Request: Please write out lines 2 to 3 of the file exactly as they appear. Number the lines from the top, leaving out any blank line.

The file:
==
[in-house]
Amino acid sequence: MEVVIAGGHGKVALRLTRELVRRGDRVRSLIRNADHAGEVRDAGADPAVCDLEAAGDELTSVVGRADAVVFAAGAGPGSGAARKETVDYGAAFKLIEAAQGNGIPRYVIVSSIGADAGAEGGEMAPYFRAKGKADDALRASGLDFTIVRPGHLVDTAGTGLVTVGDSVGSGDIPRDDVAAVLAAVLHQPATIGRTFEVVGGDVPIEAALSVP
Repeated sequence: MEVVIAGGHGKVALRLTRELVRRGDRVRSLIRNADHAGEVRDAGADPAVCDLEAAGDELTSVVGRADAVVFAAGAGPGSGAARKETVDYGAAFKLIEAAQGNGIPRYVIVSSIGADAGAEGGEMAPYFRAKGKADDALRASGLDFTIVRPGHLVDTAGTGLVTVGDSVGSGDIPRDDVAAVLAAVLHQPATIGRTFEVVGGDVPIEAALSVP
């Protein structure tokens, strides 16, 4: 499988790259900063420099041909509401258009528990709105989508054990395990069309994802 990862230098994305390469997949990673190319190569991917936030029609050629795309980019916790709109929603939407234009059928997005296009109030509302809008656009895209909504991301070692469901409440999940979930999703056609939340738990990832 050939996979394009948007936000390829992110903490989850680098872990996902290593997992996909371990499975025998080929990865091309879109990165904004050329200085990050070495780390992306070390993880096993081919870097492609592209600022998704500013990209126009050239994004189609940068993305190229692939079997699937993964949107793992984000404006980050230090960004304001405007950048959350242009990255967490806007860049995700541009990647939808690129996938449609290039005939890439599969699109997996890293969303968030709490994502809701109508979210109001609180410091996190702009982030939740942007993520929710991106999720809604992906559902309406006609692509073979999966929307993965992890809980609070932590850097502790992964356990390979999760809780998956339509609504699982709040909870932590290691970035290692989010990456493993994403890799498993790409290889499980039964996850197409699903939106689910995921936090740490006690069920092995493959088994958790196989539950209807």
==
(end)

Amino acid sequence: MEVVIAGGHGKVALRLTRELVRRGDRVRSLIRNADHAGEVRDAGADPAVCDLEAAGDELTSVVGRADAVVFAAGAGPGSGAARKETVDYGAAFKLIEAAQGNGIPRYVIVSSIGADAGAEGGEMAPYFRAKGKADDALRASGLDFTIVRPGHLVDTAGTGLVTVGDSVGSGDIPRDDVAAVLAAVLHQPATIGRTFEVVGGDVPIEAALSVP
Repeated sequence: MEVVIAGGHGKVALRLTRELVRRGDRVRSLIRNADHAGEVRDAGADPAVCDLEAAGDELTSVVGRADAVVFAAGAGPGSGAARKETVDYGAAFKLIEAAQGNGIPRYVIVSSIGADAGAEGGEMAPYFRAKGKADDALRASGLDFTIVRPGHLVDTAGTGLVTVGDSVGSGDIPRDDVAAVLAAVLHQPATIGRTFEVVGGDVPIEAALSVP